Monday, October 6, 2014

Religious Right Fumes Over Supreme Court Decision Regarding Same-Sex Marriage

The LGBTQ equality movement just achieved another victory! According to Reuters, the Supreme Court rejected appeals involving same-sex marriage bans that had been struck down by lower courts in five states: Indiana, Wisconsin, Utah, Oklahoma, and Virginia. Thus, same-sex marriage stands in those states, but the Supreme Court has not issued a national ruling on same-sex marriage.

Six other states may experience legislative upheavals as well. The New York Times reports that today's Supreme Court move allowed decisions from federal appeals courts to stand with regard to six states that ban same-sex marriage: Wyoming, Colorado, Kansas, North Carolina, South Carolina, and West Virginia. If those appeals courts strike down same-sex marriage bans in those states, the number of states permitting same-sex marriage could climb to thirty.

LGBTQ equality advocates were delighted by the news. Predictably, the Religious Right was not.

First, in a press statement at the Family Research Council website, FRC president Tony Perkins claimed that the decision would allow "rogue lower court judges" to allegedly undermine democracy and marriage.
"Unfortunately, by failing to take up these marriage cases, the High Court will allow rogue lower court judges who have ignored history and true legal precedent to silence the elected representatives of the people and the voice of the people themselves by overturning state provisions on marriage.   Even more alarming, lower court judges are undermining our form of government and the rights and freedoms of citizens to govern themselves.  This judicially led effort to force same sex 'marriage' on people will have negative consequences for our Republic, not only as it relates to natural marriage but also undermining the rule of and respect for law.

"The Court decision ensures that the debate over natural marriage will continue and the good news is that time is not on the side of those who want to redefine marriage.  As more states are forced to redefine marriage, contrary to nature and directly in conflict with the will of millions, more Americans will see and experience attacks on their religious freedom.   Parents will find a wedge being driven between them and their children as school curriculum is changed to contradict the morals parents are teaching their children.  As more and more people lose their livelihoods because they refuse to not just tolerate but celebrate same-sex marriage, Americans will see the true goal, which is for activists to use the Court to impose a redefinition of natural marriage on the entire nation."
Next, Concerned Women for America president Penny Nance expressed relief that the Supreme Court did not issue a national ruling on same-sex marriage. " Americans are having a robust debate on this important issue, and for the Supreme Court to interrupt that debate and decide the issue for the country would be disastrous," Nance said in a press release.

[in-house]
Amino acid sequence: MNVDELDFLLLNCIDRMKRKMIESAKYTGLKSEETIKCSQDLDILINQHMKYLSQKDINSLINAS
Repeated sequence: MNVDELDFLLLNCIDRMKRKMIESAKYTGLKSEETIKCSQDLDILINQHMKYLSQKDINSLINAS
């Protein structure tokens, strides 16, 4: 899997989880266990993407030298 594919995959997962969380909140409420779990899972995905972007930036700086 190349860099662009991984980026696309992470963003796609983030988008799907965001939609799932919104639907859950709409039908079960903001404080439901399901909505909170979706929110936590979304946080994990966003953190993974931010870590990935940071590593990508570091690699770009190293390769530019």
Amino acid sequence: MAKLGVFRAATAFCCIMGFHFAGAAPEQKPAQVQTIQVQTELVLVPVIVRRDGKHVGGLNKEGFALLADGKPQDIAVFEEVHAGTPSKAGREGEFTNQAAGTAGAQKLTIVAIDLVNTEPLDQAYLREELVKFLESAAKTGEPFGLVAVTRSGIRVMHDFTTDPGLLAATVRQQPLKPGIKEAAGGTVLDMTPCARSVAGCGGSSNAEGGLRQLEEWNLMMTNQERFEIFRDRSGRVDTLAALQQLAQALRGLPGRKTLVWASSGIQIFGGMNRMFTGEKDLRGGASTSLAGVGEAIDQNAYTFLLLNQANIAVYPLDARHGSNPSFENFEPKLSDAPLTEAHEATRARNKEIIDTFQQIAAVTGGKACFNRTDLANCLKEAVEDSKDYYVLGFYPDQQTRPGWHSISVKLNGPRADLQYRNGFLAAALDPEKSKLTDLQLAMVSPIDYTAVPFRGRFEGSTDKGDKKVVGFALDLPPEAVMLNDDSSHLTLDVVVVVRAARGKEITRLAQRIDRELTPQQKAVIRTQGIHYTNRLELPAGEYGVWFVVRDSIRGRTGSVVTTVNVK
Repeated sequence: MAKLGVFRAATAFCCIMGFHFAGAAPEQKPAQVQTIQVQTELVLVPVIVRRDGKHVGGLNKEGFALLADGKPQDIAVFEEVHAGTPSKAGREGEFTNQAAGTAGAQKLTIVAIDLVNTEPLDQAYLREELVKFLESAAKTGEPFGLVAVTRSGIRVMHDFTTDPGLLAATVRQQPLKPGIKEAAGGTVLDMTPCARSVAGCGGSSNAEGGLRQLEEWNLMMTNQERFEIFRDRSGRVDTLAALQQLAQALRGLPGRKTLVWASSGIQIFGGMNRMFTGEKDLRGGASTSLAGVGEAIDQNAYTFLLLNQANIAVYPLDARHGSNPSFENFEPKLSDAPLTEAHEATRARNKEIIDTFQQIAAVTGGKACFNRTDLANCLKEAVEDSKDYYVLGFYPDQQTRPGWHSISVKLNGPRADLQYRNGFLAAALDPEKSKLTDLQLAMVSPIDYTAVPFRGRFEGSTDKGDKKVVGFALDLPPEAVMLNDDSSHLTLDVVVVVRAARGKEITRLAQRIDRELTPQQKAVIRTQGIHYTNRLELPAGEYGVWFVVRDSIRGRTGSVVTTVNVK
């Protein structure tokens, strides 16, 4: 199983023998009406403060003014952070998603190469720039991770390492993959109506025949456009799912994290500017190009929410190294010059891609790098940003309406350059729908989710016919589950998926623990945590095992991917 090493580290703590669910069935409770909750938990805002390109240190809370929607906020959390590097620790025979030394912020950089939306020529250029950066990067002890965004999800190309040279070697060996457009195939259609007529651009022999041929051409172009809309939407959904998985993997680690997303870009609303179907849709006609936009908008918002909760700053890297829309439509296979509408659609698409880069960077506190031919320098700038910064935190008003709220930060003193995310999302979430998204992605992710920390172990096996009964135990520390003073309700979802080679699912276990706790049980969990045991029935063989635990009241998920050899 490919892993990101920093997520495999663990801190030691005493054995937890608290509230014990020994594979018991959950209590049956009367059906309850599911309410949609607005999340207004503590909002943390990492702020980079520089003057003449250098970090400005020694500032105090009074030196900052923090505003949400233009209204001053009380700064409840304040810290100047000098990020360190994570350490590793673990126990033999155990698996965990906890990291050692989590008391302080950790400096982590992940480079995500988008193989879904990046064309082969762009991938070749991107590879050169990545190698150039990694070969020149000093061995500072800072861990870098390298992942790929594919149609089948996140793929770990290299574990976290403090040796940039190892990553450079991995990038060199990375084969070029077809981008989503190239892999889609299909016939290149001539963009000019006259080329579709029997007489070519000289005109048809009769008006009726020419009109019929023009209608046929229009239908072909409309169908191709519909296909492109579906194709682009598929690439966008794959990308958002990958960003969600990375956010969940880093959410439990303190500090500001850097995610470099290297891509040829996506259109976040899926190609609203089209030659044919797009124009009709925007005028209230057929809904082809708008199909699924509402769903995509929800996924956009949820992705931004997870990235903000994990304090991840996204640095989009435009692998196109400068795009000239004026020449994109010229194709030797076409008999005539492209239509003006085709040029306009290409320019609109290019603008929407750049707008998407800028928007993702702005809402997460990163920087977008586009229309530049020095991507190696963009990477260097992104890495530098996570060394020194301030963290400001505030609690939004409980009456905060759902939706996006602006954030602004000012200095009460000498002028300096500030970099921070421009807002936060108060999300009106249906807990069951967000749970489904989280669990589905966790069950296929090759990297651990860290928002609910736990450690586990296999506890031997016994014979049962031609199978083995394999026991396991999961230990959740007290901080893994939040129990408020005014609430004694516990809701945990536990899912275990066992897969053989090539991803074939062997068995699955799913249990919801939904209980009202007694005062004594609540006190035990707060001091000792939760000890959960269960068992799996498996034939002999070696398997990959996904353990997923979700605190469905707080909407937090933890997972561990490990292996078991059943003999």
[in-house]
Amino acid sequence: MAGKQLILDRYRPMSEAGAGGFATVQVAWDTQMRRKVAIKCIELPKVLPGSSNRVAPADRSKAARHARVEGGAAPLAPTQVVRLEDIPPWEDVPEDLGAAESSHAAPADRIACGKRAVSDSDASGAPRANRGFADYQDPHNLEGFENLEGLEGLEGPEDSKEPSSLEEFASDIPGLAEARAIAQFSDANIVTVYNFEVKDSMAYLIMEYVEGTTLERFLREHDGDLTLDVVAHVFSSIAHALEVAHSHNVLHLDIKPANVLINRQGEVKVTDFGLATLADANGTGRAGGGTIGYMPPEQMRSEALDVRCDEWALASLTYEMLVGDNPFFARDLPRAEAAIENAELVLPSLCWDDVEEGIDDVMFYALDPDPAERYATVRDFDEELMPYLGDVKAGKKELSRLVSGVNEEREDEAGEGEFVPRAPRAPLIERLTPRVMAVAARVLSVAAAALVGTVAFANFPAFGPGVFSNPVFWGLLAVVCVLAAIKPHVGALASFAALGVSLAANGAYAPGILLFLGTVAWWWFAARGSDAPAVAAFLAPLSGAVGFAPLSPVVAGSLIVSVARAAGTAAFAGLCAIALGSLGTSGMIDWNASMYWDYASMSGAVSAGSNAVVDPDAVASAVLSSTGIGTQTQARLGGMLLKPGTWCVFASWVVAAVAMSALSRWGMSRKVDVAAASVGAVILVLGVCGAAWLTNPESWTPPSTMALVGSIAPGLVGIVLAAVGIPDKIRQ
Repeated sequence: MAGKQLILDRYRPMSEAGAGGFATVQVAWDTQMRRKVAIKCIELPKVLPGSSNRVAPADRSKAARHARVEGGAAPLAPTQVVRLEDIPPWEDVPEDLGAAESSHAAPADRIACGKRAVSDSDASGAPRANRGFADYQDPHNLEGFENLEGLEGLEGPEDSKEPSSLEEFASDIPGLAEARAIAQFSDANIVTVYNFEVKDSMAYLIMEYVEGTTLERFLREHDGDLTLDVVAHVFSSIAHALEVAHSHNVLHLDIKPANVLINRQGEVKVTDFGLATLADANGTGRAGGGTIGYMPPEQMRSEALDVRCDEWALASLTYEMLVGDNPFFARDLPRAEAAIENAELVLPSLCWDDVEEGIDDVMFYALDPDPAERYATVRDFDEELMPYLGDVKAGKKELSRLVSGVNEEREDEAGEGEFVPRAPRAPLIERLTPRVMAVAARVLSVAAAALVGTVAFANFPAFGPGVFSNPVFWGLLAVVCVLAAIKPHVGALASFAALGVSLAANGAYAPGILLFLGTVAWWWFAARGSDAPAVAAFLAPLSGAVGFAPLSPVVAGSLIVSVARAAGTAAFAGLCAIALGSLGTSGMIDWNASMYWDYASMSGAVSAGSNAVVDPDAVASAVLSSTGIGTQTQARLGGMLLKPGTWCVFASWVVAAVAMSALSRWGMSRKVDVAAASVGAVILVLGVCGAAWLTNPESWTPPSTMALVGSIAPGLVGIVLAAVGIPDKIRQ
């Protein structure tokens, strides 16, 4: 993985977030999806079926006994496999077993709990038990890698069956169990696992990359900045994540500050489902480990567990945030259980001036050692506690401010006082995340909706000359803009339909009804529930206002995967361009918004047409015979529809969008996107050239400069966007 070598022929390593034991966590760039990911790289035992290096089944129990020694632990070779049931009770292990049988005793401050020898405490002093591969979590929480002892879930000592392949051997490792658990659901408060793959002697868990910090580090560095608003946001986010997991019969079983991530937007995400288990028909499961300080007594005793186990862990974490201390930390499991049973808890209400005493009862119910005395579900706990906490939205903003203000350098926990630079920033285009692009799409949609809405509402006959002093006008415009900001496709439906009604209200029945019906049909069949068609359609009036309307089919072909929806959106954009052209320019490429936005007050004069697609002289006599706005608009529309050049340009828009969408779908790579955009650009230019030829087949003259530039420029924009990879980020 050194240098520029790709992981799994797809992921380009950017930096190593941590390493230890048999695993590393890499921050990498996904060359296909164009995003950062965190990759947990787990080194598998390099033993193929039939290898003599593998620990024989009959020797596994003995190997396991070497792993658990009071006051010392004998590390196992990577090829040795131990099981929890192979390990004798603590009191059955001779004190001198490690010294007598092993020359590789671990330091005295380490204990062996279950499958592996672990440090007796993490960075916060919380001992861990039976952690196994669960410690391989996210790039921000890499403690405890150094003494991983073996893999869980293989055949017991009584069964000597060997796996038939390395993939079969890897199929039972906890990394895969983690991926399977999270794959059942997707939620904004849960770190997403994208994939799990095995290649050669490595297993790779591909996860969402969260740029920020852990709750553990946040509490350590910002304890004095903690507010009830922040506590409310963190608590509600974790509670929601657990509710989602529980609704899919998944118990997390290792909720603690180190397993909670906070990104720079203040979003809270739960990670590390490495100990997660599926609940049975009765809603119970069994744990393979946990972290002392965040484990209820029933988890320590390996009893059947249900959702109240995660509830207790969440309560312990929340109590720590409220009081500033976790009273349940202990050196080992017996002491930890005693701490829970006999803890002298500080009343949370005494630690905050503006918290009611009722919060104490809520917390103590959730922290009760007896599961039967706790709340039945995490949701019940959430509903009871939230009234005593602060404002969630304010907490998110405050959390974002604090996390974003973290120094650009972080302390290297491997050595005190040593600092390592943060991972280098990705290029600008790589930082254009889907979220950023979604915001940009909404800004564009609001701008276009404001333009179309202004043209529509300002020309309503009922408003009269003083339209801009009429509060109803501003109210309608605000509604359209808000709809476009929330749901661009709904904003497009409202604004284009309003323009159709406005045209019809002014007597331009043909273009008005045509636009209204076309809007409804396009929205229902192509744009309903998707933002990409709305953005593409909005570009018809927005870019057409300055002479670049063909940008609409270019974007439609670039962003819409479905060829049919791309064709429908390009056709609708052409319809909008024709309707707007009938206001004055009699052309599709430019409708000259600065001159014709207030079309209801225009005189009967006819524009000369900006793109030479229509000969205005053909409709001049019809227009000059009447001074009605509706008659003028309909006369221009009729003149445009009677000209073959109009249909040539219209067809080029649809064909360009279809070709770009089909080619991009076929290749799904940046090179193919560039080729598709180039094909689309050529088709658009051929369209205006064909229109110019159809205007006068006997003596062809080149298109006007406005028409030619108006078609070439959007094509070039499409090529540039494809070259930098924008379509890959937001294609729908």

Nance frowned on lower courts that supposedly "overstepped their bounds" by overturning state same-sex marriage bans, labeling their decisions "judicial activism".
"The problem we have in this case is that some lower courts have overstepped their bounds and ruled several state marriage amendments unconstitutional. That judicial activism, overturning the will of millions of Americans who went to the polls to say they wanted marriage to remain as the union between one man and one woman, will stand.  But also other decisions and marriage amendments supporting natural marriage will also stand. That means the battle to protect God’s model for marriage will continue, and the Supreme Court will have to take the case at some point. We must continue to stand boldly for freedom of conscience and for natural marriage."
The National Organization for Marriage expressed its disappointment with today's decision. NOM president Brian Brown fumed that marriage was being "redefined from the bench".
"We are surprised and extremely disappointed that the US Supreme Court has refused to grant review of the same-sex marriage cases pending before them. This is wrong on so many levels. First, the entire idea that marriage can be redefined from the bench is illegitimate. Marriage is the union of one man and one woman; it has been this throughout the history of civilization and will remain this no matter what unelected judges say. Second, it's mind-boggling that lower court judges would be allowed to impose the redefinition of marriage in these states, and our highest court would have nothing to say about it. Third, the effect of the lower court rulings is to say that a constitutional right to same-sex ‘marriage' has existed in every state in the union since 1868 when the 14th Amendment was ratified, but somehow nobody noticed until quite recently. That's the absurd belief we are being told to accept."
Whether the Religious Right likes it or not, marriage is evolving. Today's Supreme Court decision reflects that evolution, and the LGBTQ community is better for it.


  1. The sky is falling. The sky is falling!

    //removing tongue from cheek//

    The high court needs to rule on this issue once and for all … and acknowledge that sex-based prohibitions on marriage deny fundamental rights and violate equal protection.

    In the meantime it's a great day in America!!

    1. Agi Tater -- I agree. It's great that states are increasingly granting same-sex couples the right to marry, but a national decision is sorely needed.


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